Rooney v Leicester City Centre Council

15th October 2021 Employment

Background Facts

Miss Rooney worked for Leicester City Council as a Childcare Social Worker. Her employment ended when she resigned on 29 October 2018. Miss Rooney presented a claim for constructive dismissal and unpaid holiday pay and her solicitors stated in the claim that she had made a protected disclosure, and that she accepted that her work-related stress and menopause symptoms did not amount to a disability under the Equality Act 2010. As Miss Rooney was unaware that the solicitor had pleaded her claim in this way, on 29 January 2019 (acting for herself) Miss Rooney presented a second claim to the Tribunal.

The second claim was for disability and discrimination, harassment, and victimization with regard to the Council’s treatment of her in relation to her menopausal symptoms. 

Miss Rooney cited that she had suffered from physical, mental, and psychological effects of the menopause for two years, including but not limited to insomnia which resulted in her experiencing fatigue and tiredness, depression, anxiety, light headedness, confusion, palpitations, hot flushes, memory loss and migraines. Miss Rooney explained that all of these symptoms had a negative impact on her life to the extent that she was mentally and physically struggling to cope. Miss Rooney was prescribed hormone replacement therapy by her GP, and she was under the care of a specialist menopausal clinic.

Tribunal Process

The two claims were considered together at a case management preliminary hearing. Miss Rooney applied to amend the first claim to remove the statement that she accepted that she was not disabled. Miss Rooney was ordered by the Tribunal to provide further particulars of her discrimination claims. A further preliminary hearing was fixed by the Tribunal to determine the following:-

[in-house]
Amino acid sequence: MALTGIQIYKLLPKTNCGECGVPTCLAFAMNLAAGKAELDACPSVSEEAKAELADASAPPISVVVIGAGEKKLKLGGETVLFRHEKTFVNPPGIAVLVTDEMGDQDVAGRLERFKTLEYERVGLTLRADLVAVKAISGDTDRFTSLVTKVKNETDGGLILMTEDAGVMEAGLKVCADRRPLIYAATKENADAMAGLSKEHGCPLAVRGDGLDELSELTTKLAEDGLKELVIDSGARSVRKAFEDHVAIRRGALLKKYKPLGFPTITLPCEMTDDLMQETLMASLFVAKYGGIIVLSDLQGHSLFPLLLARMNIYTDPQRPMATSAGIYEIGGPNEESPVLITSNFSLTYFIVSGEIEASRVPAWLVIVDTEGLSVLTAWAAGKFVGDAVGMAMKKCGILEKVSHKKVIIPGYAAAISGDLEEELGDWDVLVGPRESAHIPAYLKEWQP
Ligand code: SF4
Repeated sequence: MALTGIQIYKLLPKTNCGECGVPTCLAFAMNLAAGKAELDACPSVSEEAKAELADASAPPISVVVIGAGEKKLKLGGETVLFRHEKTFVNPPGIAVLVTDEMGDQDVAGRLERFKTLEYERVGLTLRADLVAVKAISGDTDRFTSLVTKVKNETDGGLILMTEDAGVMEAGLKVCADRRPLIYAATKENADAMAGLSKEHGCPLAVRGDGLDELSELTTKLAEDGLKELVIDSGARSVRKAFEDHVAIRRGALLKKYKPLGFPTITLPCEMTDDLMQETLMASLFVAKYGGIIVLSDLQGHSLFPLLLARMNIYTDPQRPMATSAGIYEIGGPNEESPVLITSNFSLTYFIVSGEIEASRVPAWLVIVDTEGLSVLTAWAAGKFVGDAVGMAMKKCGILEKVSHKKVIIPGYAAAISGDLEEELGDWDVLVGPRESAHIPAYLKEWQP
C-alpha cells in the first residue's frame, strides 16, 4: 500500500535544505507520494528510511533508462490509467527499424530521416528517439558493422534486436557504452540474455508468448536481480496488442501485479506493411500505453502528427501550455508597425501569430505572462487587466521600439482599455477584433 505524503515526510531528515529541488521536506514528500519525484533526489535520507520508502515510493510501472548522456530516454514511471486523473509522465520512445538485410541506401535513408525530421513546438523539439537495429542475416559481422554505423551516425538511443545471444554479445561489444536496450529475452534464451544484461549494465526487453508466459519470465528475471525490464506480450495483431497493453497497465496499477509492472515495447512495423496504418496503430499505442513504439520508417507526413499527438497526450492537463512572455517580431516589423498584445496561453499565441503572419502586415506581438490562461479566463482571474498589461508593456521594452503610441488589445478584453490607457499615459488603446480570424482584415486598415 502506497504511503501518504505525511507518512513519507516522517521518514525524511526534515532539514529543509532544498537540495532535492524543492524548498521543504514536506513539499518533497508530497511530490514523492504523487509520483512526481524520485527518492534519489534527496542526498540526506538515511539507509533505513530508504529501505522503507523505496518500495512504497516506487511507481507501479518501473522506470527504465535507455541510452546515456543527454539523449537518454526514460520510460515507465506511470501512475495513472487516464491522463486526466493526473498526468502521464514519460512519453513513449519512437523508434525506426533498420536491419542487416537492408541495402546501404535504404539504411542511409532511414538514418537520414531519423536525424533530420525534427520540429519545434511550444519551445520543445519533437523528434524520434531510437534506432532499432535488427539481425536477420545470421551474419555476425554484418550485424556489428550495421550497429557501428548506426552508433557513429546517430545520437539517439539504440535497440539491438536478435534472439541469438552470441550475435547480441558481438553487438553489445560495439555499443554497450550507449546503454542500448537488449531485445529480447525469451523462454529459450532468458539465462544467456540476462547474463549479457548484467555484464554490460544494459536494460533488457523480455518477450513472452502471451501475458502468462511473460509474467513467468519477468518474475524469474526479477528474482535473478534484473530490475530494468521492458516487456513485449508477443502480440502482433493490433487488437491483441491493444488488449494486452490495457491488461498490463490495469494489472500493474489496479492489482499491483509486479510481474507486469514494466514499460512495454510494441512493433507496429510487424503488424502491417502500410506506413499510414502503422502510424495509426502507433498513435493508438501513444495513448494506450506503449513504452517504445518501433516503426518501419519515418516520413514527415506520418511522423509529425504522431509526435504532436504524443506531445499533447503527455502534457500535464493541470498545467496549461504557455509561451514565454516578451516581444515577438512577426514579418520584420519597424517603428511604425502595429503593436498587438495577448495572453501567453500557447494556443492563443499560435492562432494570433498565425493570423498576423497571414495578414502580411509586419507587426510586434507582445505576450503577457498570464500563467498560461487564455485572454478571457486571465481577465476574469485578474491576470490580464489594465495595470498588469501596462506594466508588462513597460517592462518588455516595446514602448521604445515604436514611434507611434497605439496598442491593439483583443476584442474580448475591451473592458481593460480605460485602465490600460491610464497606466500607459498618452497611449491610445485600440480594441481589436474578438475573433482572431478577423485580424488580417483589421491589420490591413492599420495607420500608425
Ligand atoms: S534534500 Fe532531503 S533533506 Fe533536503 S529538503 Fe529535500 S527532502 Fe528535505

(a) if Miss Rooney’s claims for constructive dismissal, disability and sex discrimination should be struck for having no reasonable prospects of success;

(b) the claims should be allowed to proceed only if Miss Rooney paid a deposit order; and

(c) if the claims were allowed to proceed, Miss Rooney had a disability at the relevant time.

The preliminary hearing was held on 1 November 2019 and a judgment was sent to the parties confirming that Miss Rooney was not suffering from a disability in relation to her menopause symptoms, anxiety and depression and her disability discrimination claim was dismissed. Furthermore, Miss Rooney’s sex discrimination claim was struck out for having no reasonable prospect of success.

Miss Rooney appealed against the dismissal and strike out of her claims to the Employment Appeal Tribunal.


The Employment Appeals Tribunal has allowed the appeal and has permitted the claims to be reconsidered by a differently constituted Tribunal.

What does this mean?

This case is a further example of the difficulties faced by menopausal women and the challenges they face in the workplace that can arise in establishing that their symptoms amount to a disability. In this particular case it is interesting to note that the Employment Appeals Tribunal specifically noted that it was difficult to see how the previous Tribunal could have concluded that the effects that Miss Rooney had been suffering with in relation to the menopause and the day-to-day activities that she could subsequently undertake were only minor or trivial.

It is interesting to note that while the number of Employment Tribunal decisions relating to menopause discrimination is increasing, the case of Miss Rooney is only the second Appellant decision to date.

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Laura Wharton is a Partner located in Manchesterin our Employment department

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